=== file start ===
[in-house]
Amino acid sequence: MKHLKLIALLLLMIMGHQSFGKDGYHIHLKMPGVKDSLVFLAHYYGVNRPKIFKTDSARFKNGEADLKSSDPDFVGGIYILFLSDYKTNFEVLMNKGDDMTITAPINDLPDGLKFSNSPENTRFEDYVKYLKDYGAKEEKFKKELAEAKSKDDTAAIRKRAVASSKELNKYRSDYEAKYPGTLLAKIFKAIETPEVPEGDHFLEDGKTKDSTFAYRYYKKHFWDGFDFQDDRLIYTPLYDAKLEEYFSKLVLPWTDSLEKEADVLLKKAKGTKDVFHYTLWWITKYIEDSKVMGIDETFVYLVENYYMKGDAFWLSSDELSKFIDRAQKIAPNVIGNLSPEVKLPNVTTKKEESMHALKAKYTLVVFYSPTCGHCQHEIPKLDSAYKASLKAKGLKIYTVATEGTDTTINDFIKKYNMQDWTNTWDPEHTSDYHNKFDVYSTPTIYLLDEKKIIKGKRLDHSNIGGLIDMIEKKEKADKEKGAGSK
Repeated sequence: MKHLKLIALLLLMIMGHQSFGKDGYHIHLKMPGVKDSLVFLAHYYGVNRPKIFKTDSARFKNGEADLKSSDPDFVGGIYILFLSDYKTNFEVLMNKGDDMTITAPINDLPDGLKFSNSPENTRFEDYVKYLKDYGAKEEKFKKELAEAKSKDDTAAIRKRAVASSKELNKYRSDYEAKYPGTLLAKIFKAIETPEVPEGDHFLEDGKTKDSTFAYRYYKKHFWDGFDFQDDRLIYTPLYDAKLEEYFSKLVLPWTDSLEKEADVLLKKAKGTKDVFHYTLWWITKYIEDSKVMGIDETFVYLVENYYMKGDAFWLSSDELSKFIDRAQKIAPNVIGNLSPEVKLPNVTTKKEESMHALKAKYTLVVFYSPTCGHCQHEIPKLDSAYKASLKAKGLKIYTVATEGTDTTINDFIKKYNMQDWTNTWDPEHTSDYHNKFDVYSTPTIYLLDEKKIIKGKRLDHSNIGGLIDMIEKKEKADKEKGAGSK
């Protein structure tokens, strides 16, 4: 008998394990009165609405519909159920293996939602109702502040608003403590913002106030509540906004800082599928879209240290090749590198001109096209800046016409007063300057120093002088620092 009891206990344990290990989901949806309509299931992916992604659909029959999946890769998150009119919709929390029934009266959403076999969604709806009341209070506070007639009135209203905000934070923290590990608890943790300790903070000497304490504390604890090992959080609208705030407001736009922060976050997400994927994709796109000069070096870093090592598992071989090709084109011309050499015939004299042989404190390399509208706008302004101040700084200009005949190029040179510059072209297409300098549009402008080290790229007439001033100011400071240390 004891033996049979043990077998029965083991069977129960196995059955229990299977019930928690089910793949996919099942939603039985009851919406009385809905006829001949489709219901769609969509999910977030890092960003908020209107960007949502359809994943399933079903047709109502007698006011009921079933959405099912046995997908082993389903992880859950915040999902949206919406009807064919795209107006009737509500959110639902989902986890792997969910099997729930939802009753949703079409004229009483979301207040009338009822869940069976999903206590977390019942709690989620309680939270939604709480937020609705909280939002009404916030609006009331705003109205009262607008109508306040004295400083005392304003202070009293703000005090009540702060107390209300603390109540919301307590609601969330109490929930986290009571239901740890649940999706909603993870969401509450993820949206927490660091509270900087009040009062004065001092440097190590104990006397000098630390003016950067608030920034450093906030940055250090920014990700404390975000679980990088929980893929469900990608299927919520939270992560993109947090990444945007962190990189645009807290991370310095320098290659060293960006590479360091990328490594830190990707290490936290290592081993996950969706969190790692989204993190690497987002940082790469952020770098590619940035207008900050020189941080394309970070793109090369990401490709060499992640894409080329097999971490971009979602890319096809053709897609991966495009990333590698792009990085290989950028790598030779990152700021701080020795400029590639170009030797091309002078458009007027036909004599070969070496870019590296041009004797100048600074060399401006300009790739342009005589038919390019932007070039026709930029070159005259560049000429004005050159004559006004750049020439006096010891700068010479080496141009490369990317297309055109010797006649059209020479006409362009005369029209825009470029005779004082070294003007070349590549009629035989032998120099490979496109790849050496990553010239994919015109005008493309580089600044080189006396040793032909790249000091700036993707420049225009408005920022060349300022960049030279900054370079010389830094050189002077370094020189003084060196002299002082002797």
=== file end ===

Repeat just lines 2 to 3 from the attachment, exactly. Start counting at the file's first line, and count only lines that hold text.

Amino acid sequence: MKHLKLIALLLLMIMGHQSFGKDGYHIHLKMPGVKDSLVFLAHYYGVNRPKIFKTDSARFKNGEADLKSSDPDFVGGIYILFLSDYKTNFEVLMNKGDDMTITAPINDLPDGLKFSNSPENTRFEDYVKYLKDYGAKEEKFKKELAEAKSKDDTAAIRKRAVASSKELNKYRSDYEAKYPGTLLAKIFKAIETPEVPEGDHFLEDGKTKDSTFAYRYYKKHFWDGFDFQDDRLIYTPLYDAKLEEYFSKLVLPWTDSLEKEADVLLKKAKGTKDVFHYTLWWITKYIEDSKVMGIDETFVYLVENYYMKGDAFWLSSDELSKFIDRAQKIAPNVIGNLSPEVKLPNVTTKKEESMHALKAKYTLVVFYSPTCGHCQHEIPKLDSAYKASLKAKGLKIYTVATEGTDTTINDFIKKYNMQDWTNTWDPEHTSDYHNKFDVYSTPTIYLLDEKKIIKGKRLDHSNIGGLIDMIEKKEKADKEKGAGSK
Repeated sequence: MKHLKLIALLLLMIMGHQSFGKDGYHIHLKMPGVKDSLVFLAHYYGVNRPKIFKTDSARFKNGEADLKSSDPDFVGGIYILFLSDYKTNFEVLMNKGDDMTITAPINDLPDGLKFSNSPENTRFEDYVKYLKDYGAKEEKFKKELAEAKSKDDTAAIRKRAVASSKELNKYRSDYEAKYPGTLLAKIFKAIETPEVPEGDHFLEDGKTKDSTFAYRYYKKHFWDGFDFQDDRLIYTPLYDAKLEEYFSKLVLPWTDSLEKEADVLLKKAKGTKDVFHYTLWWITKYIEDSKVMGIDETFVYLVENYYMKGDAFWLSSDELSKFIDRAQKIAPNVIGNLSPEVKLPNVTTKKEESMHALKAKYTLVVFYSPTCGHCQHEIPKLDSAYKASLKAKGLKIYTVATEGTDTTINDFIKKYNMQDWTNTWDPEHTSDYHNKFDVYSTPTIYLLDEKKIIKGKRLDHSNIGGLIDMIEKKEKADKEKGAGSK